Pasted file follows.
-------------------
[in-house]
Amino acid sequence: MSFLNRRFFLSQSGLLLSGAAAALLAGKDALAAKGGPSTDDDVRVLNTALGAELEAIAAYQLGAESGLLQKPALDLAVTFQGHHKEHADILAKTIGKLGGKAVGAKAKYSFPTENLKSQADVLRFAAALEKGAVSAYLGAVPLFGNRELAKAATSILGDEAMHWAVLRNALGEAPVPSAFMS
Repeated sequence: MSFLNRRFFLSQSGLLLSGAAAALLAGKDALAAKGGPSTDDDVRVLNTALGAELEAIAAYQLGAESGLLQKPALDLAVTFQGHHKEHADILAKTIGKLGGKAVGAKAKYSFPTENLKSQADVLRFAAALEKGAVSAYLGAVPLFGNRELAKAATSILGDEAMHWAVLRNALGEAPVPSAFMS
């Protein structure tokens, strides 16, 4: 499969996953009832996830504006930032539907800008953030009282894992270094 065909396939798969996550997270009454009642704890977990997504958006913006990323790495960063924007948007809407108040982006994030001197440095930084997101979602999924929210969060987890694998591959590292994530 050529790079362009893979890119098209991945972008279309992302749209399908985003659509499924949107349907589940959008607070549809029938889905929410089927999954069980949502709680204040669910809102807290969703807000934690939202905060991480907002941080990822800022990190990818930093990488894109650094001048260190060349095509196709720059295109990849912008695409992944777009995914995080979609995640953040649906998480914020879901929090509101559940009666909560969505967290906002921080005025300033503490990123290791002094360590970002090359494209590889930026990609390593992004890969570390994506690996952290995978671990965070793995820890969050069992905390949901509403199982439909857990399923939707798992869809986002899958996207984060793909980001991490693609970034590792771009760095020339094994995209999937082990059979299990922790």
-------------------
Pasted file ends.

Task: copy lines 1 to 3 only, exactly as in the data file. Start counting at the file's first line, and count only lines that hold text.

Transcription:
[in-house]
Amino acid sequence: MSFLNRRFFLSQSGLLLSGAAAALLAGKDALAAKGGPSTDDDVRVLNTALGAELEAIAAYQLGAESGLLQKPALDLAVTFQGHHKEHADILAKTIGKLGGKAVGAKAKYSFPTENLKSQADVLRFAAALEKGAVSAYLGAVPLFGNRELAKAATSILGDEAMHWAVLRNALGEAPVPSAFMS
Repeated sequence: MSFLNRRFFLSQSGLLLSGAAAALLAGKDALAAKGGPSTDDDVRVLNTALGAELEAIAAYQLGAESGLLQKPALDLAVTFQGHHKEHADILAKTIGKLGGKAVGAKAKYSFPTENLKSQADVLRFAAALEKGAVSAYLGAVPLFGNRELAKAATSILGDEAMHWAVLRNALGEAPVPSAFMS